How Does Cohabitation Affect the Terms of a Divorce?
The purpose of filing for divorce is to allow spouses to end the part of their lives as a couple and move forward on their own. In order to do so, many divorce decrees include terms for the distribution of property, child custody, child support, and alimony. However, once a former spouse moves on and begins a relationship with another person it has the potential to affect the terms of the finalized divorce agreement. In particular, it could ultimately terminate one spouse’s obligation to pay alimony to the other. If you would like to speak with an experienced Florida divorce attorney about whether cohabitation is affecting your case, call or contact the law office of Blair H. Chan, III in Tampa today for a free consultation.
What is Cohabitation?
Florida law defines cohabitation for the purposes of amending or terminating aspects of a divorce decree as a “supportive relationship” by a preponderance of the evidence provided to the court. Factors weighed when considering if a former spouse’s current relationship qualifies as cohabitation include the following:
- Whether the former spouse and other person hold themselves out as a married couple, which includes using the same last name and mailing address, referring to each other as “husband” or “wife,” or otherwise publicly conducting themselves as a married couple
- The length of time that the former spouse has lived permanently with the other person not related by blood or affinity
- The extent to which the former spouse and another person have combined their assets or income, or otherwise demonstrated financial interdependence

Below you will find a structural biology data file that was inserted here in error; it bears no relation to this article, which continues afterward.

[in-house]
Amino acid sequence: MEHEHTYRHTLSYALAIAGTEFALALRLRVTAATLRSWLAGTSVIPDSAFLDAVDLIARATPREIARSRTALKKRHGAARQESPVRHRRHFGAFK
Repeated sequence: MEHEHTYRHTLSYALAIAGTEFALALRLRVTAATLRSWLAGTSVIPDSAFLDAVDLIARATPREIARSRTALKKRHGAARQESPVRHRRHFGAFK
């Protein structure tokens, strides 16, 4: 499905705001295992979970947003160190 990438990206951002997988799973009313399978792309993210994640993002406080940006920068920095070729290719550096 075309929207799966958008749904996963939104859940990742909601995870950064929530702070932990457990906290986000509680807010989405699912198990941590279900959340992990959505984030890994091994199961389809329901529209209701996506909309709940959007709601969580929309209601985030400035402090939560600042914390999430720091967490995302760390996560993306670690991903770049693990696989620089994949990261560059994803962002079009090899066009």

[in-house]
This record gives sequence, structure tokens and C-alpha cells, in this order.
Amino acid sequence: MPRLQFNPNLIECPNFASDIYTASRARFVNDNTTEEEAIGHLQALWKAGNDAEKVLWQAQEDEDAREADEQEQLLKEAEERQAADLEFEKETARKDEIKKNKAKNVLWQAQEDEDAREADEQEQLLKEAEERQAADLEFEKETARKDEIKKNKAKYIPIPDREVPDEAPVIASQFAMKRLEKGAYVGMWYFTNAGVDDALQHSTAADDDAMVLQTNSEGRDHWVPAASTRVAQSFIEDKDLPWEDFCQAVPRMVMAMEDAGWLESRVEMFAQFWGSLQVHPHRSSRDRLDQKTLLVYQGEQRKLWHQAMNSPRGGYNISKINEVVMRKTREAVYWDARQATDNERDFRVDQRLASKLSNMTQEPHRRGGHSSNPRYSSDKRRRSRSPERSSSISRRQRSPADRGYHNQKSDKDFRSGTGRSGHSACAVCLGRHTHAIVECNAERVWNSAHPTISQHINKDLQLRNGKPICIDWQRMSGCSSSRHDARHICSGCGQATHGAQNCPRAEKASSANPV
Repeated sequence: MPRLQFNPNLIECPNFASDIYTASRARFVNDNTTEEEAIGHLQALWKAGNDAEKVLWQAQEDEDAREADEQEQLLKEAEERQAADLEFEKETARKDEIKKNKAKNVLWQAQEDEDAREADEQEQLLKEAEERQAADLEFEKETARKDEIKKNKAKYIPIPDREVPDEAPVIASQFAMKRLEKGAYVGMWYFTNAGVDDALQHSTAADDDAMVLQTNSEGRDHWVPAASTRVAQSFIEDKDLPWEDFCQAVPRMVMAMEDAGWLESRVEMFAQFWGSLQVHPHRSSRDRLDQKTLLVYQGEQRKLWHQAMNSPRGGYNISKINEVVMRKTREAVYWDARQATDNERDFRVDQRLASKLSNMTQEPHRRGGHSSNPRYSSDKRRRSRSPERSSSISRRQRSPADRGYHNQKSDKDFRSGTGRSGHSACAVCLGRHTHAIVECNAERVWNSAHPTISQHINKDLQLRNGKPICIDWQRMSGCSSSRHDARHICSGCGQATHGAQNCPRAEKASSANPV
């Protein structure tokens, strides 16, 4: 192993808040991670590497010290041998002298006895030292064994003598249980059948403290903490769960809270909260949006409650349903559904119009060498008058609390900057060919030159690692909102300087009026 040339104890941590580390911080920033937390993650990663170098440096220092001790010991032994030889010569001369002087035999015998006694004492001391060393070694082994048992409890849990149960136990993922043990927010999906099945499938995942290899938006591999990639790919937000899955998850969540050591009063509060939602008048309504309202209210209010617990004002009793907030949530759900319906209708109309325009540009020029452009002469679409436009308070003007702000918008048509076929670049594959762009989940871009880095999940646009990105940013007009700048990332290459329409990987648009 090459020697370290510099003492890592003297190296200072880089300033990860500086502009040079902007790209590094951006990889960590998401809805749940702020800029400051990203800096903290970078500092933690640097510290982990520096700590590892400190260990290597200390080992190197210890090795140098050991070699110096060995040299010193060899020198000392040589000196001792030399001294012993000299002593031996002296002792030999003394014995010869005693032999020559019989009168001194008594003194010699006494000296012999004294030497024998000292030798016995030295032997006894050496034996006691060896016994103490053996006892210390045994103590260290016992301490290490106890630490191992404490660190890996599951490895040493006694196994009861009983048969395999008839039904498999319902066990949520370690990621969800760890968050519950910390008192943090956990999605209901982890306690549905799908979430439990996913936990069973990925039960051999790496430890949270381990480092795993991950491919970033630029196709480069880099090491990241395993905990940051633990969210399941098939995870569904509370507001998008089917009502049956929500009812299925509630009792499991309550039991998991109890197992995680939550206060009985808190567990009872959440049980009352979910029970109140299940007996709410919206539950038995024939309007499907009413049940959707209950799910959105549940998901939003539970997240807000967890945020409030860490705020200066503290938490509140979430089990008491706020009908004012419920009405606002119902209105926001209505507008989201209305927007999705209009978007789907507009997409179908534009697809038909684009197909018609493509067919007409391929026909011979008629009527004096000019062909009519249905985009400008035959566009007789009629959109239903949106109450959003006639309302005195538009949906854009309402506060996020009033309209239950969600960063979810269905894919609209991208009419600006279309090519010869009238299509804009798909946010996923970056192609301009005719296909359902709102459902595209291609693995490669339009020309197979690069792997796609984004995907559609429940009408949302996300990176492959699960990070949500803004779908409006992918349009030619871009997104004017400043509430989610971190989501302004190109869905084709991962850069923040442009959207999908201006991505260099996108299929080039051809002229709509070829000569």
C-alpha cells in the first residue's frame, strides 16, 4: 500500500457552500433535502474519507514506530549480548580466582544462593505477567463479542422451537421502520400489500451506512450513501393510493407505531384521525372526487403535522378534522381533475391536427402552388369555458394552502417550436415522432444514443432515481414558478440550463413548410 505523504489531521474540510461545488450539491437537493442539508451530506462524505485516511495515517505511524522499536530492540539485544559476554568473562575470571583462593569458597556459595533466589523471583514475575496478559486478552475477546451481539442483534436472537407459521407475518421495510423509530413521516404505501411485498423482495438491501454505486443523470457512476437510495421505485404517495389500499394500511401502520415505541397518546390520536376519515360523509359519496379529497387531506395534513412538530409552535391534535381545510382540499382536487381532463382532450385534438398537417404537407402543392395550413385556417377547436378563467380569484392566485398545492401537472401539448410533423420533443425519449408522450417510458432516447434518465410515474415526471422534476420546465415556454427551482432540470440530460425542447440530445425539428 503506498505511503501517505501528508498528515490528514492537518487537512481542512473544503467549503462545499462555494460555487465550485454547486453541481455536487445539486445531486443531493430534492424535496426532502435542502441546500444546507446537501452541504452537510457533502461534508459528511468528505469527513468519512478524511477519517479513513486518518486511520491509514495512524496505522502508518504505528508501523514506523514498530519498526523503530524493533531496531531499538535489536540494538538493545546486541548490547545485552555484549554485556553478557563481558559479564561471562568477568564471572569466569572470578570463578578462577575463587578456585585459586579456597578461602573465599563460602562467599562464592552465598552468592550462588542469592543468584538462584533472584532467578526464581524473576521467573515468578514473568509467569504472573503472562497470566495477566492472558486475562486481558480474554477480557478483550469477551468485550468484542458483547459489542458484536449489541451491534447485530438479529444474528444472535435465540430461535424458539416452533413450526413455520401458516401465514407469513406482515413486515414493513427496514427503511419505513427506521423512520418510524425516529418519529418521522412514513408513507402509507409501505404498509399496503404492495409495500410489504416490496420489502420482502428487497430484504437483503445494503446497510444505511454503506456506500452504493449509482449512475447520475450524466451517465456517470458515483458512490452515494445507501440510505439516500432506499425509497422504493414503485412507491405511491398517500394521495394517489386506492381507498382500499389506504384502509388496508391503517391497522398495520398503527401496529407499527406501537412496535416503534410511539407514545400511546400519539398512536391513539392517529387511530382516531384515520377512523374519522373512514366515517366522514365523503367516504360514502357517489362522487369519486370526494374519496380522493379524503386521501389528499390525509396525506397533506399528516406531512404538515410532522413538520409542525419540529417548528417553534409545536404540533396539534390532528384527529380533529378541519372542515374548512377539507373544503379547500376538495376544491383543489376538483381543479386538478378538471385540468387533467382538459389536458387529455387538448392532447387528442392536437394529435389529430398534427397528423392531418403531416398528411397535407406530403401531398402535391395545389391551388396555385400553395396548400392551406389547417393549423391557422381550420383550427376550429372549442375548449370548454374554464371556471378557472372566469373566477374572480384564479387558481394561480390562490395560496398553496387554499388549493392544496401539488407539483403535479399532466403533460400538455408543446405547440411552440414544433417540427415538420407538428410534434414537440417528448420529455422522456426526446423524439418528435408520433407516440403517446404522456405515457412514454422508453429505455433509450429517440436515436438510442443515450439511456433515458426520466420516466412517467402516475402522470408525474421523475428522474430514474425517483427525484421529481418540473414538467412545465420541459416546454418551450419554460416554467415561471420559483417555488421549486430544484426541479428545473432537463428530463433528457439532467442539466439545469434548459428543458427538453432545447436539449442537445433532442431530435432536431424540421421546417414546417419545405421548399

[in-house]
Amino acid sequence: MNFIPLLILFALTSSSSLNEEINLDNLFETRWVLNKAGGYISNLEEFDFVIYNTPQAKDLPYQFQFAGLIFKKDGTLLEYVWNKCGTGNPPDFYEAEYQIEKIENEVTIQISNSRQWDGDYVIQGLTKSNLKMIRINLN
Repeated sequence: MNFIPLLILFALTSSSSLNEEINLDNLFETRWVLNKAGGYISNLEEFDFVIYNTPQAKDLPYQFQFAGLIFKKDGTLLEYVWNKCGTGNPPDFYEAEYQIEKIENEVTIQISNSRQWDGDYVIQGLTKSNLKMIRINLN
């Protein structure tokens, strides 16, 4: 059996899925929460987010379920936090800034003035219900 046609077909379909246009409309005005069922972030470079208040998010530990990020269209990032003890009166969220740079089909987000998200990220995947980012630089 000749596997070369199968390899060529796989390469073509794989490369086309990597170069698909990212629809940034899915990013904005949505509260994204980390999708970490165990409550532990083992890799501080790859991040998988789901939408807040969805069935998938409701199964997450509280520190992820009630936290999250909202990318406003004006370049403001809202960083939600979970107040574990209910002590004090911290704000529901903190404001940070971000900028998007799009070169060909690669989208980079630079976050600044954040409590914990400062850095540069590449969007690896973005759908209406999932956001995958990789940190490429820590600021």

- The extent to which the former spouse and other person support each other
- Whether the former spouse and other person have worked together to create or enhance something of value, such as a house
- Whether the former spouse and another person have made a joint purchase of real estate or significant personal property
- Any evidence that the former spouse and another person have an express or implied agreement regarding support or property sharing
- Whether the former spouse and another person have supported each other’s children
It is important to note that it is not required as a factor of cohabitation to prove that a sexual relationship is occurring between a former spouse and another person. It is enough to prove by a preponderance of the evidence the other factors listed in the law to prove that cohabitation is occurring.
The Effects of Cohabitation
If a person can prove that their former spouse is cohabitating with another person following the finalization of a divorce, financial support to that former spouse can be modified or terminated under Florida law. The purpose of alimony after a divorce is to help the less wealthy spouse become financially independent and self-sustaining. If another person is helping out financially, the obligation no longer exists for the paying spouse, as the recipient spouse of the alimony is receiving support elsewhere.
Talk to Our Office Today
If you would like to learn more about cohabitation laws in Florida and whether it affects your case, contact a Tampa divorce lawyer at the law office of Blair H. Chan, III today.